Most wired headsets (like the ones we use) take the signal (your voice) from the microphone, amplify it, and place it on the audio line that's connected to all headsets. The same headset then takes the same signal from the audio line, amplifies it, and routes it to your earpiece(s) so you can hear yourself. That signal coming back through your earpiece is called sidetone.

If you have sidetone when you speak, then you know your headset is working properly. If someone else can't hear you, or you can't hear them, you know the problem isn't in your headset (because you've got sidetone).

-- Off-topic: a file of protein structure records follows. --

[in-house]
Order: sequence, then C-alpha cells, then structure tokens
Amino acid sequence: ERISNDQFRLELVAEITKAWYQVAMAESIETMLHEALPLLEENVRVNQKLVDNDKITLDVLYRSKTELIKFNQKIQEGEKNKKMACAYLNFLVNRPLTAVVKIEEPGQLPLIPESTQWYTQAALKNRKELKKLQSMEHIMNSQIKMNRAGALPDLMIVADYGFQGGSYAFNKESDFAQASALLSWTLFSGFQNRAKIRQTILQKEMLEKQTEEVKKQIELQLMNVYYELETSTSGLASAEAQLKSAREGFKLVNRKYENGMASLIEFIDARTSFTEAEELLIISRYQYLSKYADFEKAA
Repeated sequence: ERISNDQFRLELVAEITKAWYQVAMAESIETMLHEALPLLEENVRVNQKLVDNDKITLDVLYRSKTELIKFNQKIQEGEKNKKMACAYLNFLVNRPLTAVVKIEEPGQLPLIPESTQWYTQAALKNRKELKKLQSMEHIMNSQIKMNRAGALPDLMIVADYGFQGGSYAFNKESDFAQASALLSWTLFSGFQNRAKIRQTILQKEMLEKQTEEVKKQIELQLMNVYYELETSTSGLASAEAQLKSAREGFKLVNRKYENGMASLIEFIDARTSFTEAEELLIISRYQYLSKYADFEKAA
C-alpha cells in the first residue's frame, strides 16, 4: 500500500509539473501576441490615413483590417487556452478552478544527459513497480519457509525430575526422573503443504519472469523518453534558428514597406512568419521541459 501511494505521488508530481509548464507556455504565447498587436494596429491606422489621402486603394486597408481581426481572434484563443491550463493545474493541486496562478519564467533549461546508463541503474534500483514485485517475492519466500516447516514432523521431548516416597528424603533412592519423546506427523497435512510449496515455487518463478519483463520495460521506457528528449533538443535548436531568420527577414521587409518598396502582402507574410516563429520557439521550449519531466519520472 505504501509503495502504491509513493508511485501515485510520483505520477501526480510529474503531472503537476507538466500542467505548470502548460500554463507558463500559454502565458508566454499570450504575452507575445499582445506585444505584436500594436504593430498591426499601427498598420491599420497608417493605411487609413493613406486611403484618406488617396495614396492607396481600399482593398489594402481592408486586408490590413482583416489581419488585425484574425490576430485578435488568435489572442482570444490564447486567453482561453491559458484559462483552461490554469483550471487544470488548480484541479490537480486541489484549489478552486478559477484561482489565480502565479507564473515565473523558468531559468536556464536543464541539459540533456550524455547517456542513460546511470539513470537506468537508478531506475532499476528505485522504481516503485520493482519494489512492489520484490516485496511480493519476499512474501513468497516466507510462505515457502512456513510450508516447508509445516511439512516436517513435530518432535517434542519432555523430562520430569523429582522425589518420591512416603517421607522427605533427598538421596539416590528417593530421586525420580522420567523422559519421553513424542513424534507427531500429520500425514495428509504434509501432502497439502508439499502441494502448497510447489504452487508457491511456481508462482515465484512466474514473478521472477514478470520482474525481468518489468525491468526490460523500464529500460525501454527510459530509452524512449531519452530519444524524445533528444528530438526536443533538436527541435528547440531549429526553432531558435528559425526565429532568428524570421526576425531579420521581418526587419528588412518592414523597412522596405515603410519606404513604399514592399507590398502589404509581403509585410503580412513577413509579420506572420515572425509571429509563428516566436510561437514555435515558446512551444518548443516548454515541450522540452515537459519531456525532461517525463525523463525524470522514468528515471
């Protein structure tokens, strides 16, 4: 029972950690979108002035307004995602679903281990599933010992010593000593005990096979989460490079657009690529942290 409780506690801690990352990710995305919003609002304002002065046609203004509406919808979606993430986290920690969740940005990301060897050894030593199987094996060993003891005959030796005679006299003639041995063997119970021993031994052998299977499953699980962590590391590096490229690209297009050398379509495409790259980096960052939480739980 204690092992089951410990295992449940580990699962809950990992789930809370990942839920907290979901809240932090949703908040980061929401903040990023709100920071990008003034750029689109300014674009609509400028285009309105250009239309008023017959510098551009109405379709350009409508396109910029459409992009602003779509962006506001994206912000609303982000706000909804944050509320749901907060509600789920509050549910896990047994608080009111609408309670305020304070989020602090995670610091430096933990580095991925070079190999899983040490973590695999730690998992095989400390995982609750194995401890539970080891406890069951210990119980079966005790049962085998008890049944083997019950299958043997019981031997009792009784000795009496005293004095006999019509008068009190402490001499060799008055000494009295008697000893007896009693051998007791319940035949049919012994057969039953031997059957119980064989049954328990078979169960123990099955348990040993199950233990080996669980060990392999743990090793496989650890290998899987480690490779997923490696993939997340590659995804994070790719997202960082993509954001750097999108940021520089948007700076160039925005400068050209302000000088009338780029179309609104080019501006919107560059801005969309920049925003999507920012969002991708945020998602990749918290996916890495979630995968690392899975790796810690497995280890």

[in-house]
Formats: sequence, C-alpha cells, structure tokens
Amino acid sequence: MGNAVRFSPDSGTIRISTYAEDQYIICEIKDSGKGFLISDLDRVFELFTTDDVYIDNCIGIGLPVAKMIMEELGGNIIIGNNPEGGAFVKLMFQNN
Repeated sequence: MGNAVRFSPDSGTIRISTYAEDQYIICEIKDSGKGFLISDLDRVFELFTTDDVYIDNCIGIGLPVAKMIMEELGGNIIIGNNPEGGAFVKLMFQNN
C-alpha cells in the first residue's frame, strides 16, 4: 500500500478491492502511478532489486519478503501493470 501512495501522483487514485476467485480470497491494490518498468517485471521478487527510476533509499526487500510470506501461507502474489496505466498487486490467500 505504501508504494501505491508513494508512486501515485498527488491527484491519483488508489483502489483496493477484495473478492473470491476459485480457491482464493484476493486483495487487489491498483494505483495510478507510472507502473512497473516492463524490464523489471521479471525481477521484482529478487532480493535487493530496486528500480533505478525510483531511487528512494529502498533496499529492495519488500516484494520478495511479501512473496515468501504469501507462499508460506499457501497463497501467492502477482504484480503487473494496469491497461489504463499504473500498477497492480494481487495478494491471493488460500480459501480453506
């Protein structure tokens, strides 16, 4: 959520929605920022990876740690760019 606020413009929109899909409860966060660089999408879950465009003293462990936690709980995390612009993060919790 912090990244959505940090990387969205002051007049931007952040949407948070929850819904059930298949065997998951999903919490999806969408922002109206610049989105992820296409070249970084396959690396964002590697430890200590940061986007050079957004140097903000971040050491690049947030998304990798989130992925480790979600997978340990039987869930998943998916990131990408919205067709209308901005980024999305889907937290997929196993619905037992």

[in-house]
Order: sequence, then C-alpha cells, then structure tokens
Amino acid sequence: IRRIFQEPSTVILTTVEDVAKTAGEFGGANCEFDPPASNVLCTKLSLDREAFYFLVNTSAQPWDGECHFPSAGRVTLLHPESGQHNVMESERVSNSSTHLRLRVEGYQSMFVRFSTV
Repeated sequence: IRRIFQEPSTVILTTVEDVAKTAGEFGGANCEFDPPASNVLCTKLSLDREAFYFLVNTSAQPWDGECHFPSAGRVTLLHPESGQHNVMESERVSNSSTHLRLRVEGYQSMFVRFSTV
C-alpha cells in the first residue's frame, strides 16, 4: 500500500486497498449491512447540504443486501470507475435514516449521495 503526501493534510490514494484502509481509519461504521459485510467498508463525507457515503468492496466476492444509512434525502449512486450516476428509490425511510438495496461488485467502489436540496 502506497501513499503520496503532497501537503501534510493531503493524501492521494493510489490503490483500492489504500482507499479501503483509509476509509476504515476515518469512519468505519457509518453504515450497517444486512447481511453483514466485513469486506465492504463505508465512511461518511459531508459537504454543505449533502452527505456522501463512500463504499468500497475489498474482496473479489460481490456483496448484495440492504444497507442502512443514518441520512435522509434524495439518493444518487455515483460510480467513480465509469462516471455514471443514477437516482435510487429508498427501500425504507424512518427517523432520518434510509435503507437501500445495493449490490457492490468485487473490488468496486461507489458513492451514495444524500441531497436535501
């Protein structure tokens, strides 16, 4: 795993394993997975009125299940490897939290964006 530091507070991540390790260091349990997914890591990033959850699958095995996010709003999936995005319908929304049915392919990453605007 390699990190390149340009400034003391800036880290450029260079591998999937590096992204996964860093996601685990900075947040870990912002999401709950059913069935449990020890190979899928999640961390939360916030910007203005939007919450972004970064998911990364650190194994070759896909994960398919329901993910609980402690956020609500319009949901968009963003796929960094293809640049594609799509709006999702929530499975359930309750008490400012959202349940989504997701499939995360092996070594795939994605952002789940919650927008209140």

The wireless headsets do it slightly differently. All headsets running off the same base unit transmit to that unit on different frequencies. The base unit takes each incoming transmission (from whatever "talking" frequency it's on) and retransmits it on one common "listening" frequency. All headsets on that base unit "listen" on that same frequency. The headset amplifies the signal on the "listening" frequency and routs it to your earpiece(s). So, once again, if you have sidetone (you can hear yourself) on your wireless headset then it's working properly.

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